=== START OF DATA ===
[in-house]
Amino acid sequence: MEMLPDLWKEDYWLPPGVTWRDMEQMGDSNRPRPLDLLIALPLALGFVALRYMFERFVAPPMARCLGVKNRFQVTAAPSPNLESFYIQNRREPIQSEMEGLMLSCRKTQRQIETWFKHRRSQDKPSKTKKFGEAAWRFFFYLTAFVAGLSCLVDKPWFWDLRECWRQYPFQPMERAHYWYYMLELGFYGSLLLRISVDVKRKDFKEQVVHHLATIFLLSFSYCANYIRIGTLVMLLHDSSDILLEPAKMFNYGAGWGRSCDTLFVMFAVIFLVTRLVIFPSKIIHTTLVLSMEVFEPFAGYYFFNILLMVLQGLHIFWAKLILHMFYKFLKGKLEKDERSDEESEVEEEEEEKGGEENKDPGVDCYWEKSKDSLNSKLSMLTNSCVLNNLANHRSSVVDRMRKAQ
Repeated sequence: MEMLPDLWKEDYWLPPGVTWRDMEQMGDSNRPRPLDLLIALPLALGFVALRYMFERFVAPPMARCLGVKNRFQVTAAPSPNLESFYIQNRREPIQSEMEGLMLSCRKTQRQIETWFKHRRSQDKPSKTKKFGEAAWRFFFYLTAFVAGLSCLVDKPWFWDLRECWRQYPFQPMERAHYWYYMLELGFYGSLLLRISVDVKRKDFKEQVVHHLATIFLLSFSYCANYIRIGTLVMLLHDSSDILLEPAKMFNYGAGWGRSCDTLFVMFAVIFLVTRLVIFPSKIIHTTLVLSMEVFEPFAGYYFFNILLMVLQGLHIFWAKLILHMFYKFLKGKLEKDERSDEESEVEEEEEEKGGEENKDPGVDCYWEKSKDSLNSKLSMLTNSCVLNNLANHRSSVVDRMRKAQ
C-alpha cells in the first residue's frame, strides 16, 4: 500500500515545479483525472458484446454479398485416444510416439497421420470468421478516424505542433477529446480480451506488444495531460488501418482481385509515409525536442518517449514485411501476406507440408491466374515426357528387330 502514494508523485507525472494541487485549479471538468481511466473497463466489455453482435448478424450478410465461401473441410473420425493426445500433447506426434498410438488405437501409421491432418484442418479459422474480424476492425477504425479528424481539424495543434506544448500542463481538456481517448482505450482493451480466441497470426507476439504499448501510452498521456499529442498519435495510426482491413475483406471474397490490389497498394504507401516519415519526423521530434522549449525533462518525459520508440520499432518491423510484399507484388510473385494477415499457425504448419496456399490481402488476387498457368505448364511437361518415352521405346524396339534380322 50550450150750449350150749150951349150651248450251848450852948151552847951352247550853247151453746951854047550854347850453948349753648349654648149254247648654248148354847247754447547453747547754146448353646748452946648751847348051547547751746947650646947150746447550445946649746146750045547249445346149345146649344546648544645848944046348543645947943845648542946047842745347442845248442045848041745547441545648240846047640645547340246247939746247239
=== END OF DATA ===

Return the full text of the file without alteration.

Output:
[in-house]
Amino acid sequence: MEMLPDLWKEDYWLPPGVTWRDMEQMGDSNRPRPLDLLIALPLALGFVALRYMFERFVAPPMARCLGVKNRFQVTAAPSPNLESFYIQNRREPIQSEMEGLMLSCRKTQRQIETWFKHRRSQDKPSKTKKFGEAAWRFFFYLTAFVAGLSCLVDKPWFWDLRECWRQYPFQPMERAHYWYYMLELGFYGSLLLRISVDVKRKDFKEQVVHHLATIFLLSFSYCANYIRIGTLVMLLHDSSDILLEPAKMFNYGAGWGRSCDTLFVMFAVIFLVTRLVIFPSKIIHTTLVLSMEVFEPFAGYYFFNILLMVLQGLHIFWAKLILHMFYKFLKGKLEKDERSDEESEVEEEEEEKGGEENKDPGVDCYWEKSKDSLNSKLSMLTNSCVLNNLANHRSSVVDRMRKAQ
Repeated sequence: MEMLPDLWKEDYWLPPGVTWRDMEQMGDSNRPRPLDLLIALPLALGFVALRYMFERFVAPPMARCLGVKNRFQVTAAPSPNLESFYIQNRREPIQSEMEGLMLSCRKTQRQIETWFKHRRSQDKPSKTKKFGEAAWRFFFYLTAFVAGLSCLVDKPWFWDLRECWRQYPFQPMERAHYWYYMLELGFYGSLLLRISVDVKRKDFKEQVVHHLATIFLLSFSYCANYIRIGTLVMLLHDSSDILLEPAKMFNYGAGWGRSCDTLFVMFAVIFLVTRLVIFPSKIIHTTLVLSMEVFEPFAGYYFFNILLMVLQGLHIFWAKLILHMFYKFLKGKLEKDERSDEESEVEEEEEEKGGEENKDPGVDCYWEKSKDSLNSKLSMLTNSCVLNNLANHRSSVVDRMRKAQ
C-alpha cells in the first residue's frame, strides 16, 4: 500500500515545479483525472458484446454479398485416444510416439497421420470468421478516424505542433477529446480480451506488444495531460488501418482481385509515409525536442518517449514485411501476406507440408491466374515426357528387330 502514494508523485507525472494541487485549479471538468481511466473497463466489455453482435448478424450478410465461401473441410473420425493426445500433447506426434498410438488405437501409421491432418484442418479459422474480424476492425477504425479528424481539424495543434506544448500542463481538456481517448482505450482493451480466441497470426507476439504499448501510452498521456499529442498519435495510426482491413475483406471474397490490389497498394504507401516519415519526423521530434522549449525533462518525459520508440520499432518491423510484399507484388510473385494477415499457425504448419496456399490481402488476387498457368505448364511437361518415352521405346524396339534380322 50550450150750449350150749150951349150651248450251848450852948151552847951352247550853247151453746951854047550854347850453948349753648349654648149254247648654248148354847247754447547453747547754146448353646748452946648751847348051547547751746947650646947150746447550445946649746146750045547249445346149345146649344546648544645848944046348543645947943845648542946047842745347442845248442045848041745547441545648240846047640645547340246247939746247239